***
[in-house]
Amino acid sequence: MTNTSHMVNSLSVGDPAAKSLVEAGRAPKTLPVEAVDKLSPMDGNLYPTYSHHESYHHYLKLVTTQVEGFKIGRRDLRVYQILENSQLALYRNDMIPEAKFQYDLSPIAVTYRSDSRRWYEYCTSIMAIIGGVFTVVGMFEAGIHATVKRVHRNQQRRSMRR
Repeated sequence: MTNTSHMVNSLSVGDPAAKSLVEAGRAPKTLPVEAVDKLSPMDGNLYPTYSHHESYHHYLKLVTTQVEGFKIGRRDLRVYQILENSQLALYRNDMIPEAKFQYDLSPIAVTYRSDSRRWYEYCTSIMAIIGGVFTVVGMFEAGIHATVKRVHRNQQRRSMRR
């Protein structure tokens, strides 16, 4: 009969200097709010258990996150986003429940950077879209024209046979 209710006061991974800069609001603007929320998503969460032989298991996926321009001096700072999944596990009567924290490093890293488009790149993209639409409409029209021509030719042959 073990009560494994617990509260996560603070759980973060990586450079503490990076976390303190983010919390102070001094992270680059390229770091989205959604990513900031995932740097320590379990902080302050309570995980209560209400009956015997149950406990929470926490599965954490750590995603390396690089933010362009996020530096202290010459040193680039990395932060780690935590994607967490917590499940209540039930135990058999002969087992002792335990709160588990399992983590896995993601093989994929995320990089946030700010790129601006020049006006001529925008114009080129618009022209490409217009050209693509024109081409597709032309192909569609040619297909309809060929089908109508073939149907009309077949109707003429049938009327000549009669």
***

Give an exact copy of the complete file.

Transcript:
[in-house]
Amino acid sequence: MTNTSHMVNSLSVGDPAAKSLVEAGRAPKTLPVEAVDKLSPMDGNLYPTYSHHESYHHYLKLVTTQVEGFKIGRRDLRVYQILENSQLALYRNDMIPEAKFQYDLSPIAVTYRSDSRRWYEYCTSIMAIIGGVFTVVGMFEAGIHATVKRVHRNQQRRSMRR
Repeated sequence: MTNTSHMVNSLSVGDPAAKSLVEAGRAPKTLPVEAVDKLSPMDGNLYPTYSHHESYHHYLKLVTTQVEGFKIGRRDLRVYQILENSQLALYRNDMIPEAKFQYDLSPIAVTYRSDSRRWYEYCTSIMAIIGGVFTVVGMFEAGIHATVKRVHRNQQRRSMRR
């Protein structure tokens, strides 16, 4: 009969200097709010258990996150986003429940950077879209024209046979 209710006061991974800069609001603007929320998503969460032989298991996926321009001096700072999944596990009567924290490093890293488009790149993209639409409409029209021509030719042959 073990009560494994617990509260996560603070759980973060990586450079503490990076976390303190983010919390102070001094992270680059390229770091989205959604990513900031995932740097320590379990902080302050309570995980209560209400009956015997149950406990929470926490599965954490750590995603390396690089933010362009996020530096202290010459040193680039990395932060780690935590994607967490917590499940209540039930135990058999002969087992002792335990709160588990399992983590896995993601093989994929995320990089946030700010790129601006020049006006001529925008114009080129618009022209490409217009050209693509024109081409597709032309192909569609040619297909309809060929089908109508073939149907009309077949109707003429049938009327000549009669």